Sunday, May 03, 2015

Unusual Case of Sporadic Creutzfeldt–Jakob Disease Subtype VV1

Unusual Case of Sporadic Creutzfeldt–Jakob Disease Subtype VV1

 

 

To the Editor: Creutzfeldt-Jakob disease is characterized by a variety of symptoms, including rapidly progressive dementia, ataxia, and myoclonus.

 

Sporadic Creutzfeldt-Jakob disease (sCJD) has a median disease duration of 6 months.1

 

Seven different molecular subtypes of sCJD hae been identified (MM1, MM2-C, MM2T, MV1, MV2, VV1, and VV2), based on prion protein gene (PRNP) codon 129 polymorphism and the prion protein type 2.

 

VV1 is the rarest molecular subtype of sCJD (only about 1% of cases). To date, reported cases of sCJD VV1 have been characterized by young age at disease onset, long duration, and progressive dementia.

 

We describe a unique case of sCJD VV1 with older age at disease onset and shorter illness duration.

 
 

CASE REPORT

 

snip...

 
 
 


Free first page
 
 
 
 
 

Wednesday, April 08, 2015

Sporadic Creutzfeldt-Jakob Disease MM1+2C and MM1 Are Identical in Transmission Properties
http://creutzfeldt-jakob-disease.blogspot.com/2015/04/sporadic-creutzfeldt-jakob-disease.html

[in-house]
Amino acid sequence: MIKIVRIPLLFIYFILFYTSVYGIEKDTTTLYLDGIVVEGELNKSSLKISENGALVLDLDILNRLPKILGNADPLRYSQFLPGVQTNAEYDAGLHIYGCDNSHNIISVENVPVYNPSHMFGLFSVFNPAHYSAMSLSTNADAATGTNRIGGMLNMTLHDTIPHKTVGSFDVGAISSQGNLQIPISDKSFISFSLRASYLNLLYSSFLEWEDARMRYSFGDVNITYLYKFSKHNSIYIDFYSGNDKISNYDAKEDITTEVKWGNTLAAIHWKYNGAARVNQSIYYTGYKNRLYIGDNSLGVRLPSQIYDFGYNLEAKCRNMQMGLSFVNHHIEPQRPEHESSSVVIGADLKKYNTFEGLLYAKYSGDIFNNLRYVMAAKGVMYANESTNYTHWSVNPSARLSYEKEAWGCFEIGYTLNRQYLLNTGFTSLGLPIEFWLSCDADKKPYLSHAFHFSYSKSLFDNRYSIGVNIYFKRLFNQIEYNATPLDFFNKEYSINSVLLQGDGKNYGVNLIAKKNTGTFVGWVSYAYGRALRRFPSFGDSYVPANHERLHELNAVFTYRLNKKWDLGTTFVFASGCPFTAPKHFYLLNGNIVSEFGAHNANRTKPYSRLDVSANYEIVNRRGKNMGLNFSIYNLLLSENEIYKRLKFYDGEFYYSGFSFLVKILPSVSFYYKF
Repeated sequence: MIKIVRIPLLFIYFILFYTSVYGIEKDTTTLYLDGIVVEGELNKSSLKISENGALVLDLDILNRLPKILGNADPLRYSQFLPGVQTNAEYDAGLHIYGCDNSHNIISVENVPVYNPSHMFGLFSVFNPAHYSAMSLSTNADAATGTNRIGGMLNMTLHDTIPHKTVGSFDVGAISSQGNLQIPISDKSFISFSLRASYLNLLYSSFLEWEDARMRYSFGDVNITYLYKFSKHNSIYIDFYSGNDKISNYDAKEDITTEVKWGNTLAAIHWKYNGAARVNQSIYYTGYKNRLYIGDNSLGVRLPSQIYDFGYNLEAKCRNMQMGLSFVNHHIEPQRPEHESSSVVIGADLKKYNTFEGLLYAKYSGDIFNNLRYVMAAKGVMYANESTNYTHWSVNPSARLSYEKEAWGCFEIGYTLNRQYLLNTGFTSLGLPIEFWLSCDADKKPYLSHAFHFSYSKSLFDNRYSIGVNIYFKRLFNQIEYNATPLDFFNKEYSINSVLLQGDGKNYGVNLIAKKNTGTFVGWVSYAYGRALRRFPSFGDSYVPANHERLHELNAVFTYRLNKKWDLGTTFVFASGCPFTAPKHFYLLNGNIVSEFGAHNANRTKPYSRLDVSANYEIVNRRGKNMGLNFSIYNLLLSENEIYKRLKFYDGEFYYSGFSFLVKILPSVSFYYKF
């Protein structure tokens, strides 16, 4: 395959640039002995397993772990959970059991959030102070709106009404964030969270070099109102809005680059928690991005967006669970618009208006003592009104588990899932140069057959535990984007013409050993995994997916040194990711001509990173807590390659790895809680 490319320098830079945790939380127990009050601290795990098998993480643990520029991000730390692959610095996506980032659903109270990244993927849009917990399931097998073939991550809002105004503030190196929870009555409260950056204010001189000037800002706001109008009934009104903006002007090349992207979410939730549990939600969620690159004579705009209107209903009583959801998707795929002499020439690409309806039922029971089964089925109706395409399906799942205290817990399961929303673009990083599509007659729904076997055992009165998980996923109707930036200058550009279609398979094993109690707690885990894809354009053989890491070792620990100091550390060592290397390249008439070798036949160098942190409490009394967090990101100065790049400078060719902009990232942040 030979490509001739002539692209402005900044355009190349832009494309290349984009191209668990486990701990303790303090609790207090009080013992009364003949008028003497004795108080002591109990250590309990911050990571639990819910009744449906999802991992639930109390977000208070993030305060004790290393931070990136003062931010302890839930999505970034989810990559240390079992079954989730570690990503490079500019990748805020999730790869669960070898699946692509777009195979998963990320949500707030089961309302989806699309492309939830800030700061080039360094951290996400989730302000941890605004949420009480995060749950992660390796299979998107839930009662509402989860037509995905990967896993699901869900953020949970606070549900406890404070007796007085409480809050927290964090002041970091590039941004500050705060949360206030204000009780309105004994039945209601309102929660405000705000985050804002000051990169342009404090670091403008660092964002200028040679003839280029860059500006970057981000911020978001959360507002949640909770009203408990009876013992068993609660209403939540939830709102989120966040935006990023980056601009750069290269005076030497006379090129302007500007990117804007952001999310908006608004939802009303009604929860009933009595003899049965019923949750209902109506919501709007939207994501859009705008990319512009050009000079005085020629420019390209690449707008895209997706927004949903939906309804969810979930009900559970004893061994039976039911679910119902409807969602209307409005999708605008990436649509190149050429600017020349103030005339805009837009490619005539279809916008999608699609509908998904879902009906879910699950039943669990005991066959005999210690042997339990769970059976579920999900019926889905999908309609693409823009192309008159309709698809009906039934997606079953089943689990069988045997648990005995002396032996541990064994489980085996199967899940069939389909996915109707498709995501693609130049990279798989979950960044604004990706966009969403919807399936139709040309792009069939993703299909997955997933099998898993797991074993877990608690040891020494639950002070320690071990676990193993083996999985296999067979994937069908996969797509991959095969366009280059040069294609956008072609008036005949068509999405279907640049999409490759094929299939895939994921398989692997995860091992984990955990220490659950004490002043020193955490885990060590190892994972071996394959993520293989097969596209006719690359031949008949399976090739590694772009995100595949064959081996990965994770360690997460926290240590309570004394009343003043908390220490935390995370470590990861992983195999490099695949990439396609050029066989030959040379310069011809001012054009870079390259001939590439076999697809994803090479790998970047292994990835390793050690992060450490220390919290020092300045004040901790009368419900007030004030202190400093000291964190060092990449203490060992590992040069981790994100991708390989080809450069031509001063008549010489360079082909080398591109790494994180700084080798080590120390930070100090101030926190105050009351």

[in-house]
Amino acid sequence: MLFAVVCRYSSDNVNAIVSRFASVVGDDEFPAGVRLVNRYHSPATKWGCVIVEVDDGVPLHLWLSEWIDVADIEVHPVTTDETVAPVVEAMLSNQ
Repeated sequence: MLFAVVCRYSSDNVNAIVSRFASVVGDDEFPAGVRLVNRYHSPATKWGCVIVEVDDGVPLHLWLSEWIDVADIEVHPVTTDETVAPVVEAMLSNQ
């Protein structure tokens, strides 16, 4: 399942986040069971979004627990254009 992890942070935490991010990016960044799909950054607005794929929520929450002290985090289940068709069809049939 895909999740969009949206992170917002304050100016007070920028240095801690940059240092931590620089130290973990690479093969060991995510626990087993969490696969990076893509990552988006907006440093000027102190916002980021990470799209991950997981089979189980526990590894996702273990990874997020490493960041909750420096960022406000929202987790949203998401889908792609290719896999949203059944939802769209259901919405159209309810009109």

Saturday, April 04, 2009
 
An unusually presenting case of sCJD—The VV1 subtype Volume 111, Issue 3, Pages 282-291 (April 2009)
 
An unusually presenting case of sCJD—The VV1 subtype
 
Kaloyan S. Taneva, Mimi Yilmab
 
Received 16 November 2007; received in revised form 4 September 2008; accepted 12 September 2008.
 
Abstract
 
Creutzfeldt–Jakob disease (CJD) is a rapidly progressive neurodegenerative disease caused by prions. Typically CJD presents with a triad of rapidly progressive dementia, abnormal movements (e.g., myoclonus) and electroencephalographic (EEG) changes. Recently, CJD has been subdivided into subtypes based on host genetic polymorphisms and the characteristics of the pathological prion protein. Different subtypes likely have different clinical and laboratory presentations. We describe a case of sporadic CJD of the VV1 subtype. We describe our patient's clinical symptoms, time course, laboratory workup, structural and functional neuroimaging data, EEG data and CJD biomarkers. Our patient presented with clinical symptoms atypical for CJD. Because of that, her clinical symptoms were initially attributed to psychiatric reasons. After extensive clinical and laboratory investigation, we concluded that the patient probably had CJD. Postmortem neuropathological results confirmed this clinical hypothesis. We compare our patient's clinical, laboratory and neuroimaging data to the data on typical CJD as well as the data on the few CJD VV1 cases described in the literature. We discuss our case's relevance to the diagnosis of CJD.
 
Keywords: Creutzfeldt–Jakob disease, Dementia, Neuroimaging, Magnetic resonance imaging, Electroencephalography, Biomarkers, Prion diseases a Department of Psychiatry, Massachusetts General Hospital, 55 Fruit Street, Warren 1220/Blake 11, Boston, MA 02114, United States
 
b University of Connecticut Health Center, Farmington, CT, United States
 
Corresponding author. Tel.: +1 617 726 7511; fax: +1 617 724 9155.